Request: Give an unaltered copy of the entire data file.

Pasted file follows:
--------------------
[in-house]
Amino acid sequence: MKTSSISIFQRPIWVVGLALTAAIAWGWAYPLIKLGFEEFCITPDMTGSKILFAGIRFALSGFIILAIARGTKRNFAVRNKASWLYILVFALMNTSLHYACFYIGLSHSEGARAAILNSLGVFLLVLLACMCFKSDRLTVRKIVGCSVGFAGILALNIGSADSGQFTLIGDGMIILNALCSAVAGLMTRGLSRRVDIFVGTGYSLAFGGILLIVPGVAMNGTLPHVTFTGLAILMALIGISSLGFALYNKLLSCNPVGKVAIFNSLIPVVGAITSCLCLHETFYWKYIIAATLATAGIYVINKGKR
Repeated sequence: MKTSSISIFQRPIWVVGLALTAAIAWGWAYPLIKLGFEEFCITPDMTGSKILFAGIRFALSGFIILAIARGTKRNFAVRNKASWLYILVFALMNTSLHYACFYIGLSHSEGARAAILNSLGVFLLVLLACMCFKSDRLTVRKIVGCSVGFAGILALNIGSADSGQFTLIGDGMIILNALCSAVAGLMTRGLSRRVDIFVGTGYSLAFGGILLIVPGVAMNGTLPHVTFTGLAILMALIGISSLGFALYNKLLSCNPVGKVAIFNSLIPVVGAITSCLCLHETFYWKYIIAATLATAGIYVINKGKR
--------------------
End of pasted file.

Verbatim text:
[in-house]
Amino acid sequence: MKTSSISIFQRPIWVVGLALTAAIAWGWAYPLIKLGFEEFCITPDMTGSKILFAGIRFALSGFIILAIARGTKRNFAVRNKASWLYILVFALMNTSLHYACFYIGLSHSEGARAAILNSLGVFLLVLLACMCFKSDRLTVRKIVGCSVGFAGILALNIGSADSGQFTLIGDGMIILNALCSAVAGLMTRGLSRRVDIFVGTGYSLAFGGILLIVPGVAMNGTLPHVTFTGLAILMALIGISSLGFALYNKLLSCNPVGKVAIFNSLIPVVGAITSCLCLHETFYWKYIIAATLATAGIYVINKGKR
Repeated sequence: MKTSSISIFQRPIWVVGLALTAAIAWGWAYPLIKLGFEEFCITPDMTGSKILFAGIRFALSGFIILAIARGTKRNFAVRNKASWLYILVFALMNTSLHYACFYIGLSHSEGARAAILNSLGVFLLVLLACMCFKSDRLTVRKIVGCSVGFAGILALNIGSADSGQFTLIGDGMIILNALCSAVAGLMTRGLSRRVDIFVGTGYSLAFGGILLIVPGVAMNGTLPHVTFTGLAILMALIGISSLGFALYNKLLSCNPVGKVAIFNSLIPVVGAITSCLCLHETFYWKYIIAATLATAGIYVINKGKR